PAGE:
To remain active in a discordant couples' cohort, both partners had to be cohabiting in a sexual union. Consent procedures required individual consent from both partners, and enrollment was not limited by a need for the male partner to consent on behalf of the couple61 (although a woman would not be able to enroll if her partner refused his own participation, a man's participation would be similarly limited by his partner's refusal to consent to enrollment). Retention was also a challenge; studies of high-risk groups, particularly women, in HIV vaccine preparedness and other clinical trial programs have yielded retention rates as low as 44% to 66%.62-65 Focusing on couples adds new challenges, because the loss of either partner as a result of death or seroconversion or dissolution of the union results in loss of the couple. Separation of couples was uncommon, reported in only 4% of eligible discordant couples, a similar rate to that found in a clinical trial of VCT that took place in Kenya, Tanzania, and Trinidad and Tobago.42 In our experience, as in other reports,37 most couples were lost between screening (CVCT) and enrollment and immediately after the baseline visit. In such circumstances, clinical trials may benefit from a “run-in” design that begins with several visits before randomization. Additionally, couples-focused clinical trials may have additional exclusion criteria, such as pregnancy or highly active antiretroviral therapy (HAART) use, that further reduce the screen-to-enroll ratio. Any couples-focused research must recognize the competing social, economic, and reproductive forces that may influence continued participation. Interventions that allow couples to discuss and manage these factors are likely to encourage greater rates of enrollment and retention.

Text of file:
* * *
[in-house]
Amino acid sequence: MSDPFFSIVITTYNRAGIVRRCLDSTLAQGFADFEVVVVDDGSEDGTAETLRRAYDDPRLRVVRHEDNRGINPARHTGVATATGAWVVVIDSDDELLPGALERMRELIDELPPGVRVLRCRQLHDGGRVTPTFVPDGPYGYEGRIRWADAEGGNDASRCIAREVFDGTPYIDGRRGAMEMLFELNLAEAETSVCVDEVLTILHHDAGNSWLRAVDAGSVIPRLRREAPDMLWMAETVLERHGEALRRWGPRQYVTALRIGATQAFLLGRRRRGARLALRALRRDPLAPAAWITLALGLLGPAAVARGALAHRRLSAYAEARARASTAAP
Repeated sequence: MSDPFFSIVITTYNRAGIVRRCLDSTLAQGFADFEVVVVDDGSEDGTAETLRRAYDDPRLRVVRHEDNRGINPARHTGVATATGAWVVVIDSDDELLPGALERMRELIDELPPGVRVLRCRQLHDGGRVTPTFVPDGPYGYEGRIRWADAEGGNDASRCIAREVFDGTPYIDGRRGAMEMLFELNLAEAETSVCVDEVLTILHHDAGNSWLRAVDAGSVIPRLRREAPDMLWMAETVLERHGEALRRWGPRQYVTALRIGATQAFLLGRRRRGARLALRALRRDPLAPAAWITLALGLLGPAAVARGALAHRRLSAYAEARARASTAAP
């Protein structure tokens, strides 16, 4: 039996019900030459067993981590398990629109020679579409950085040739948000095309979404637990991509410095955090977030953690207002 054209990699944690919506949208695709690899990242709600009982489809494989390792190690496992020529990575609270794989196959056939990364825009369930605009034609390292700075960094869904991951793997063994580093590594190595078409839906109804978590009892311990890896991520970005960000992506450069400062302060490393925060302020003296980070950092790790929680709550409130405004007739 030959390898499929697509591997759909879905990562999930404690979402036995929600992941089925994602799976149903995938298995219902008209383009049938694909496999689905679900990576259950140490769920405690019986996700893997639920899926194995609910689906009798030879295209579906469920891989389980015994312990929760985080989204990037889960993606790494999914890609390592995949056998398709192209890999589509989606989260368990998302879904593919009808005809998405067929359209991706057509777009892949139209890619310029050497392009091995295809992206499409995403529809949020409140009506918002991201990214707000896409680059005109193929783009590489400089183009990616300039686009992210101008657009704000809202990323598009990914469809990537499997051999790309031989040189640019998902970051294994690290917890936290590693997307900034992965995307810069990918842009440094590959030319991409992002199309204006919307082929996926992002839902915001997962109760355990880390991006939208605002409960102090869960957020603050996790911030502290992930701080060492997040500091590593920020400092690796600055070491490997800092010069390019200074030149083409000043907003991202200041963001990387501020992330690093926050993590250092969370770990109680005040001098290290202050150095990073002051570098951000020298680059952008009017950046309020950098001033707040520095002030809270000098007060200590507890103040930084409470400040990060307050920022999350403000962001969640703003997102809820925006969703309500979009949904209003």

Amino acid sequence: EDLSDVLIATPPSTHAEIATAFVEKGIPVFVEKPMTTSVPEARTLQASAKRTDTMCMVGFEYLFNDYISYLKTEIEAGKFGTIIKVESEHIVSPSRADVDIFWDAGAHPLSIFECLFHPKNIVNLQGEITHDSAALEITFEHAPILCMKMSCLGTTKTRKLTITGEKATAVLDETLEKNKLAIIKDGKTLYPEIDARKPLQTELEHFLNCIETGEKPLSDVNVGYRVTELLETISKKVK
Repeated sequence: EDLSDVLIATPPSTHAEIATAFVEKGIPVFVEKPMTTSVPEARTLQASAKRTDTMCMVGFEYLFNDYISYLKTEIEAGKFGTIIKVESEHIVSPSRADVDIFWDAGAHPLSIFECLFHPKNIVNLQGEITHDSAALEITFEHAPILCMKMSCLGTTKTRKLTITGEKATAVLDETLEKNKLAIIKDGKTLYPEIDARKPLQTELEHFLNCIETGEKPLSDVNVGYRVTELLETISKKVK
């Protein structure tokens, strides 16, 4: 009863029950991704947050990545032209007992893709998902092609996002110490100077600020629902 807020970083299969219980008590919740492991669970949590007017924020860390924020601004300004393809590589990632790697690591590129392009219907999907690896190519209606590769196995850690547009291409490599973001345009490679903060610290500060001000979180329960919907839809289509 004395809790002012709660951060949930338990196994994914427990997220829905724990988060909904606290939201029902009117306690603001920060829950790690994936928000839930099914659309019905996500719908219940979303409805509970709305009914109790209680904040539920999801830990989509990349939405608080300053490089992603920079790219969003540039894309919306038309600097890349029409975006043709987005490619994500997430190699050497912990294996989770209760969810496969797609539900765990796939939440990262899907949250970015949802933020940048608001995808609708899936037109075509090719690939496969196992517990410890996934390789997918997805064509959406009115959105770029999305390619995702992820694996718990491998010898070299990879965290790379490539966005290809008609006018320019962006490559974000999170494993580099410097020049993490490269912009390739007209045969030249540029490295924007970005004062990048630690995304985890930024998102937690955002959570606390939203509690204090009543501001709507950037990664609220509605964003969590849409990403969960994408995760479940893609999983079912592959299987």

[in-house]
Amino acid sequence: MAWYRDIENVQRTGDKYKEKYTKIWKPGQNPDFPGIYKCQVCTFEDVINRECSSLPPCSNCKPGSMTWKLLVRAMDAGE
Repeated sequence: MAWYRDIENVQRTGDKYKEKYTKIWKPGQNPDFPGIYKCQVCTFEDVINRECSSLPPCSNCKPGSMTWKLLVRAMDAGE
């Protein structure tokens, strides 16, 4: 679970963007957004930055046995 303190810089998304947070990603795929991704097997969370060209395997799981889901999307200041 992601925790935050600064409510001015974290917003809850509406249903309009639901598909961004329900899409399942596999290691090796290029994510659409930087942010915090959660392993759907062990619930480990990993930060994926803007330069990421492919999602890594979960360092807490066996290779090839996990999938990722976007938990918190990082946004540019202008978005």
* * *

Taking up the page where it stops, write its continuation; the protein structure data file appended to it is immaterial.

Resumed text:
The authors thank the study participants, staff, interns, and Project Management Group members of the Zambia-Emory HIV Research Project in Lusaka, Zambia. They also thank Martha Conkling, PhD, for her editorial review and comments.
Dr. Mirjam-Colette Kempf participated in the preparation of the manuscript and coordinated the analysis, Robert Stephenson coordinated the revision in response to reviewer comments, and Ilene Brill served as the statistician for the paper. Susan Allen is the Principal Investigator for the Rwanda Zambia HIV Research Group and was responsible for securing funding, supervising data collection, and finalizing the revised manuscript. Isaac Zulu and Nzali Kancheya oversaw all recruitment and retention efforts in the field and were an active part of the paper revision process while completing their Master of Public Health degrees in the United States. Elwyn Chomba is the Senior Co-Investigator of the Zambia Emory HIV Research Project. Amanda Tichacek participated in all aspects of the study from study design to creation of instruments and data analysis and reviewed the manuscript. Alan Haworth assisted with manuscript preparation and revision.